UK interest rates will stay at their current level for the foreseeable future based on current econo...
UK interest rates will stay at their current level for the foreseeable future based on current economic indicators, according to Gerrard chief economist Simon Rubinsohn.
He said: 'Reflecting both the contents of the Inflation Report and the recent labour market data, it is hard to escape the conclusion base rates are on hold for the foreseeable future.
'Some commentators will no doubt begin to talk about the timing of the first increase in interest rates, given the upside risk to inflation outlined by the Bank of England. But we believe that this is way too premature.
'Indeed, should any of the downside risks to growth materialise, they are likely to be reflected in a rapid downgrading of inflation expectations.'
Rubinsohn noted the most closely watched measure of unemployment, the claimant count, fell unexpectedly by a further 4,500 in October. As a result, the jobless total slipped to its lowest level since Autumn 1975.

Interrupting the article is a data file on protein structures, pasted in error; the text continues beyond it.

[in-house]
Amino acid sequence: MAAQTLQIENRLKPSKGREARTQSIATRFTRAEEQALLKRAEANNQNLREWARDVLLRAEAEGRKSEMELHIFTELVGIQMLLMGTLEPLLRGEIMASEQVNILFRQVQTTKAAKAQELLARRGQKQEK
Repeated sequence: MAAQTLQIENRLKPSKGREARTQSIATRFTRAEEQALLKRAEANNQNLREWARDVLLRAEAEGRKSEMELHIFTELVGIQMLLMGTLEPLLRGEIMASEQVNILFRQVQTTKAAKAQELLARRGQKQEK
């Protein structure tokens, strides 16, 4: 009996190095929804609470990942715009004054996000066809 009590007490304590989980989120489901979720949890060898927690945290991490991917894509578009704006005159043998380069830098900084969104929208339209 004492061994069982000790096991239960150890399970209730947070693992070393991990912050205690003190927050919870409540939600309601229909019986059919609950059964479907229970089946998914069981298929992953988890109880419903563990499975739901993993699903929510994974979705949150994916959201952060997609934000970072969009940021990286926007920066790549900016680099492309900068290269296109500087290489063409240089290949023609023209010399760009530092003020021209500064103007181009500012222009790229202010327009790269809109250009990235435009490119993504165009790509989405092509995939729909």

By way of contrast, the ILO measure, a more broadly based assessment of conditions in the labour market, showed a further rise in unemployment in the three months to September, he said.
Meanwhile, the Inflation Report published by the Bank of England sheds some light on the decision of the Monetary Policy Committee to leave base rates on hold.
'Significantly, the report shows underlying inflation rising above its 2.5% target by the end of this year and remaining in this area for much of 2003. Only towards the end of the two-year time horizon does the inflation rate edge back towards its target level.'
The Bank also suggests economic growth will accelerate next year thanks to the continuing strength of consumer demand.
The downside risks outlined are the familiar ones: a downturn in the global economy, a sharp slowdown in house price inflation and the impact of higher National Insurance contributions, Rubinsohn added.
'In recognition of this, the report concludes the principal risks to the growth scenario are on the downside but are on the upside to the central projection for inflation.'
Paul Bruns and Elaine Parkes
3,000 left to transfer
Record numbers of people aged 90 plus
From 3 to 10 October